When we first set out in pursuit of a goal, it’s often very easy be accountable. But as other demands appear, and achievement still feels months (or years) away, that accountability can begin to diminish. And once accountability wanes, so does our drive and motivation. If we want to preserve the energy and effort needed to achieve our goals, we need to maintain accountability. Here are some ideas to do just that:
Write Them Down
It may seem overly simplistic, but the act of writing down your goals can give your accountability a meaningful boost. When we commit something to our thoughts alone, it’s easy to let all the other things competing for our attention push it aside. Thoughts also usually don’t get as specific as something we’ve written down. A goal we keep in our minds can remain a little vague, and when we operate in that manner, we don’t have something specific to be accountable for. When we write down our goals, however, we make them perfectly clear and specific. We define the parameters and clarify what it is we want to achieve. Instead of an ambiguous idea in our minds, we have physical evidence of our commitment to the goal.
Next, we can go a bit further by keeping our goals visible. It could be a note stuck to the bathroom mirror that we’re forced to see each morning, or maybe you make it the wallpaper on your computer screen or phone — find out what works best for you. Keeping a visual reminder of your goal in a place where you’re sure to see it can be a powerful tool. It becomes a regular reminder of whatever it is you want to achieve. If you start making less progress, this can keep you from losing sight of your goal altogether.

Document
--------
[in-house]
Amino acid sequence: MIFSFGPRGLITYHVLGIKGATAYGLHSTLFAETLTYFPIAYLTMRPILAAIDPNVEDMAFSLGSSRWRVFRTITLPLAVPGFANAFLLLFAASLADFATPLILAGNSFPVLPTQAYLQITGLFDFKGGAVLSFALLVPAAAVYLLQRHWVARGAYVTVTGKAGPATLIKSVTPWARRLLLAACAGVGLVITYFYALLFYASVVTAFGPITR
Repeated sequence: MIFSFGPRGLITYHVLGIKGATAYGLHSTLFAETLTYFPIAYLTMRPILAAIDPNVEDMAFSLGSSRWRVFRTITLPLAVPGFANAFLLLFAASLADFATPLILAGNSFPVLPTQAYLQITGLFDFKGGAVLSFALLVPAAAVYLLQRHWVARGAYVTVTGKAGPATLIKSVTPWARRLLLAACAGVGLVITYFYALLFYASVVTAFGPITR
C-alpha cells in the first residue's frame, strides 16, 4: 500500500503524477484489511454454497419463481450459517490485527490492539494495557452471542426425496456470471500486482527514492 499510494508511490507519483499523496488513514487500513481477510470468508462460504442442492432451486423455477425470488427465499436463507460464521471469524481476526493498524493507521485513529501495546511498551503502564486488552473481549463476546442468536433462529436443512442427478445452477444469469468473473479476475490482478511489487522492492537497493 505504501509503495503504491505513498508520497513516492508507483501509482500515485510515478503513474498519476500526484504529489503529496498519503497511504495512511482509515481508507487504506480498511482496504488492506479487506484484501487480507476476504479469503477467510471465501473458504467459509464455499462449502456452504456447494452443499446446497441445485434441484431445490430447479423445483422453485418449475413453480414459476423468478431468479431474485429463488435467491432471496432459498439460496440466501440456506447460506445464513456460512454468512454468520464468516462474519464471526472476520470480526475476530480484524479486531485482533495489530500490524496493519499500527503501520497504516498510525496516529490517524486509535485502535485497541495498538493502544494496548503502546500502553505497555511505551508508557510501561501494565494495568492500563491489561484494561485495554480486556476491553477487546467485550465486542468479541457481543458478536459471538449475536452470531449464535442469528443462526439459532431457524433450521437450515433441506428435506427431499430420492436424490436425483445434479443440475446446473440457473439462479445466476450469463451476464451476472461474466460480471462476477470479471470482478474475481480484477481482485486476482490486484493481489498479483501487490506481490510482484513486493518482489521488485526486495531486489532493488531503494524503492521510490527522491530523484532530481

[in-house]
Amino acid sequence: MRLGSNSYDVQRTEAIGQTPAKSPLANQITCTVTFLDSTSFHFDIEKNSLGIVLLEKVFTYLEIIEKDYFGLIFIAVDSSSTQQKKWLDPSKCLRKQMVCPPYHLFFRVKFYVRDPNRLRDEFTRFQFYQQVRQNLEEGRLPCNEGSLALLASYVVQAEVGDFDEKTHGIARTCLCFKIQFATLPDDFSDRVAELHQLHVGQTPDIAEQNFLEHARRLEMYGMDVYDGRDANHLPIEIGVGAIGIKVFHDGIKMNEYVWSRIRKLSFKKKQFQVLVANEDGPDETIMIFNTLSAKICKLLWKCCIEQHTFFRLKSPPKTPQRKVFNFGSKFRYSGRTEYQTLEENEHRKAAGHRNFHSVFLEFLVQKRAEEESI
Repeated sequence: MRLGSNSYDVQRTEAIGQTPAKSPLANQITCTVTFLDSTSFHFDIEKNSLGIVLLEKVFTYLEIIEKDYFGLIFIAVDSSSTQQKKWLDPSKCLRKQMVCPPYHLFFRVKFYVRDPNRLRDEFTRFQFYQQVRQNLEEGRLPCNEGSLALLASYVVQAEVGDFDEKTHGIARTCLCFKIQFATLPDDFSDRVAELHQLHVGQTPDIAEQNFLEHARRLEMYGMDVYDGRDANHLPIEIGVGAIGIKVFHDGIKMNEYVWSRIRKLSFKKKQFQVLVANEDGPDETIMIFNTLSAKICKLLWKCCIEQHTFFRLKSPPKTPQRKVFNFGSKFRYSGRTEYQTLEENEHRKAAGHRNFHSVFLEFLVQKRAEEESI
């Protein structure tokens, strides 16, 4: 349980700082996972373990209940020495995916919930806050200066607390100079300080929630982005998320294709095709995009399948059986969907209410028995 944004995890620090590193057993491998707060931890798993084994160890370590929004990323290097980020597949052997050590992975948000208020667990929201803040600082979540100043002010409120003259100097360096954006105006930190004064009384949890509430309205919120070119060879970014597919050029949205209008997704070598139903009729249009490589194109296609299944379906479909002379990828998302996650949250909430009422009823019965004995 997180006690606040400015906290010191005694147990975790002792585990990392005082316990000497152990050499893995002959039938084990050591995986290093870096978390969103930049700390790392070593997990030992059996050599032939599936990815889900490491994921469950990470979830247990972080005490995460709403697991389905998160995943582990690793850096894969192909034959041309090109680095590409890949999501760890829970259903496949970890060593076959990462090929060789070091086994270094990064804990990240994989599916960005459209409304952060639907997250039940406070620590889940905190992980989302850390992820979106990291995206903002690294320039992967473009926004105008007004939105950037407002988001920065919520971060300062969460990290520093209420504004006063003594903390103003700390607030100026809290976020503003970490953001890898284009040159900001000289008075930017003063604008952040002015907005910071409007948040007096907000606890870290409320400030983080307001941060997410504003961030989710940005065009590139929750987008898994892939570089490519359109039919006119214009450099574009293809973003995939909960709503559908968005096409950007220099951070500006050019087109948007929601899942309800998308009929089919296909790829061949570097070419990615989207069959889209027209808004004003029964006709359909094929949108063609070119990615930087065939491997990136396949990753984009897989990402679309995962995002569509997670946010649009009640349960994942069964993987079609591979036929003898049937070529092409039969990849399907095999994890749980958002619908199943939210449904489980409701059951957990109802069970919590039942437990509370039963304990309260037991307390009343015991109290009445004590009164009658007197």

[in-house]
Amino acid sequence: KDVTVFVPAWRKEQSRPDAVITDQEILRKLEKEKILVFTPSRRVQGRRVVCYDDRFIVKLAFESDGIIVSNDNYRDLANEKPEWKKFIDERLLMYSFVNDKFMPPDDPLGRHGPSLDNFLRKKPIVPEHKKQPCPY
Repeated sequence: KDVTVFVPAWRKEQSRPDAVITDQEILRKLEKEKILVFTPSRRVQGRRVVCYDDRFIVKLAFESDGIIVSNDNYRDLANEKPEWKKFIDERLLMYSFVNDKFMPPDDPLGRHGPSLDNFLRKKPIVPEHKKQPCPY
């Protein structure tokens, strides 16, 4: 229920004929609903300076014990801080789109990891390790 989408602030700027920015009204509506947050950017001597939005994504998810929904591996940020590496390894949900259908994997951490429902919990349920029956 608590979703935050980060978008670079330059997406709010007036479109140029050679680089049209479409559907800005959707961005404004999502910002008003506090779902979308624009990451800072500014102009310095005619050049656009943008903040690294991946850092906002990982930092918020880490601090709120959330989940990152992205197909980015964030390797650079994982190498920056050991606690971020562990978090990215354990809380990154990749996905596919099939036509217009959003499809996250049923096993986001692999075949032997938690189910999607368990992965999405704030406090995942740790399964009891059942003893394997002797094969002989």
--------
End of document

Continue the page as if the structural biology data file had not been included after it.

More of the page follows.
Our primary commitment to our goals should come from our own vision and values, yes, but if you want to double down and reinforce your accountability, tell others about them. Like writing them down, verbally articulating your goals can help you get more specific and refine the goal — and now that you’ve told someone about it, you’ve made it real. Words lead to deeds. Getting feedback from the people you trust can also be a valuable support system.
Have a Plan
A system of accountability can be particularly helpful in the case of long-term goals. If you only have a starting point and the endpoint in your plan, you’re leaving the bulk of your work without a framework. Instead of navigating the vast expanse between those two points with no concrete guide, you need to fill in those blanks. When you identify the milestones you need to reach along the way to achievement, you give yourself some tangible things to be accountable for. While it can be difficult to stay connected to something you hope to achieve two years from now, when you have milestones that you need to reach by the end of next week (or next month), you remind yourself of the effort and attention you’re required to give.
If we want to achieve our goals with the highest level of efficiency and effectiveness, we need to stay accountable to them. We need to develop strategies that help us stay connected to the things we want to accomplish throughout the entire time it takes to get there. For ideas on setting the right kinds of goals to build your mortgage business, go here.
If you’re considering a move, we have some terrific business opportunities for loan officers, sales managers, and branch managers that will take you to the next-tier mortgage banker. I’d love to discuss them with you.
VP – Retail Market Leader